The high notes?  My daughter and grandson came to stay with us from Friday, December 23, to late afternoon on Tuesday, December 26, and all I concentrated on was lots of good food and lots of time to visit.  No work.  No “office hours.”  With my cane and the butcher block in the center of our small kitchen, I can cook like a crazy woman, as long as I remember to stop and ice my leg in the middle of the day.  And I love cooking, especially with my daughters (except Robyn and Scott couldn’t make it this year)!

Now, my romances mention lots of food, because cooking is such a passion of mine.  And for me, the holidays revolve around food, so this next part of my blog is a blatant tribute to wonderful recipes.  Holly and Tyler both love Thai food, so I made my version of Nigella Lawson’s Thai yellow pumpkin and seafood curry to put over rice for their first supper at home.  My hubs has always insisted on a “fancy” supper, with all of us together, on Christmas Eve, so Holly and I made desserts for Christmas dinner early on Saturday to get them done ahead of time, and then I made The Pioneer Woman’s Steak Oscar for supper.  (Holly loves to try new recipes as much as I do.  Steak Oscar was a HUGE hit, and if you want to impress, this does it!)  For Christmas, I made “the big-ass ham” (20 pounds) that John won at the Legion, and I glazed it with The Pioneer Woman’s red raspberry/dijon mustard glaze.  I took an extra mason jar of the glaze to my sisters’ house, and they wouldn’t let me bring it home, so I know it was a hit.  And I highly recommend Marcela’s slab apple pie (from foodtv’s The Kitchen): http://www.foodnetwork.com/recipes/marcela-valladolid/apple-slab-pie.html.

Aside from food, we watched a movie every night Holly and Ty were here–something unusual for us, but boy, did we enjoy it.  We were all in the mood for low-key this year.  I picked first: The Magnificent Seven.  I mean, it’s a Western, and it has Chris Pratt in it. How bad can that be?  Holly picked The Secret Life of Pets–just silly fun.  And Ty picked the new Jason Bourne movie with lots of action.  Then it was time for Holly and Ty to drive back to Indy and jobs and the real world.  I finished reading The Help, and John and I rented that movie and loved it.

I got a smidgeon of work done until New Year’s Eve, but nothing to brag about.  And tomorrow, it’s time for me to hit the real world again, too.  Time to get up and write again.  And I’m ready.  It’s fun to play, but it’s great to get back to routine again.  I’m ready to hit 2017 running…Okay, limping, but with purpose.  Hope your holidays were wonderful, and have a great, new, fresh year!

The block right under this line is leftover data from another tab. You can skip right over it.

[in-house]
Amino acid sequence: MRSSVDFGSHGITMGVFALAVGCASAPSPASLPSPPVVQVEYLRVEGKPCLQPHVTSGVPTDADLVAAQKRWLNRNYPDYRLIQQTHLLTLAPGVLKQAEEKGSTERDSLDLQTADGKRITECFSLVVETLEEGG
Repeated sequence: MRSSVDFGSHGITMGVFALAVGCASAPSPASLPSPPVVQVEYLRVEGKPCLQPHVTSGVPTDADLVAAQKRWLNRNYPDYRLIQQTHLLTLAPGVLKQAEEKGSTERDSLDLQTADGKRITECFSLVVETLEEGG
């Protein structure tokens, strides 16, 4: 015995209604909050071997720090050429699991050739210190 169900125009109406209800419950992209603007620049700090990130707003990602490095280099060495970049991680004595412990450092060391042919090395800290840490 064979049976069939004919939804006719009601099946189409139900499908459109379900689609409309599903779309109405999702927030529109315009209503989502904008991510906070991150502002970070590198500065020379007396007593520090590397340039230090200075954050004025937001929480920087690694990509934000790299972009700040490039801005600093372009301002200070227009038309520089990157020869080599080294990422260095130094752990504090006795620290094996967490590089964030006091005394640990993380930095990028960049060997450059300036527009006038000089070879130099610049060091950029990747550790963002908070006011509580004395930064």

I Feed People

It used to annoy me that every time I took a personality quiz or had my palm read, I came out as a caregiver.  Now, to me, that wasn’t the glamorous, amazing personality that I wanted to portray to the world.  But what’s a girl to do?  When I went to a sci/fi-fantasy convention and had a photo of my aura taken, and it came out with a huge streak of white around my head, and blue and green around my upper body, I knew I was doomed to be a nurturer.

I can’t really argue with any of the test results.  I mean, after all, I’m the one who wanted to be an elementary school teacher.  I’m the one who loves having kids clutter my house.  I even have a tree full of birdfeeders, a shelf on my Chinese elm to feed the flying squirrels that come at night, and I feed stray cats that won’t even let me touch them.  What can I say?  The quizzes might be right.  The thing is, I really enjoy feeding things, especially people.

There’s something about food.  There’s the creative process of making it, and there’s the nurturing process of sharing it.  I’d be a FoodTV addict if they didn’t have so darned many reruns.  I can’t stand watching the same show twice.  But I love cooking for people, and I love finding and trying out new recipes.

When the neighborhood kids were growing up and stayed at our house for supper, I used to tease them that if they were nice to me, I’d give them my recipes when they grew up and moved away.  It’s no joke anymore.  They call for them when they’re ready to make one of their favorites.  It’s a huge compliment.  A friend even asked me to help her organize some kind of cooking routine, so I made her a printout of easy recipes–7 chicken recipes to choose from for Mondays, pork recipes for Tuesdays, ethnic on Wednesdays, etc.  She still uses it, and I’ve e-mailed it to many more people.

The thing is, I’ve always said that if someone carves “She was a nice person” on my tombstone, I’ll rise from the grave and haunt them.  I don’t mind being nice, but I don’t want to be known for it.  I want to be known for my writing, or my wit, or my humor.  Something other than a blue and green aura.  I felt better when I took Mike Well’s quiz on Twitter for “which famous female author are you most like,” and I tested out as Agatha Christie.  Equally adept at ferreting out dirt as serving cocktails and entrees.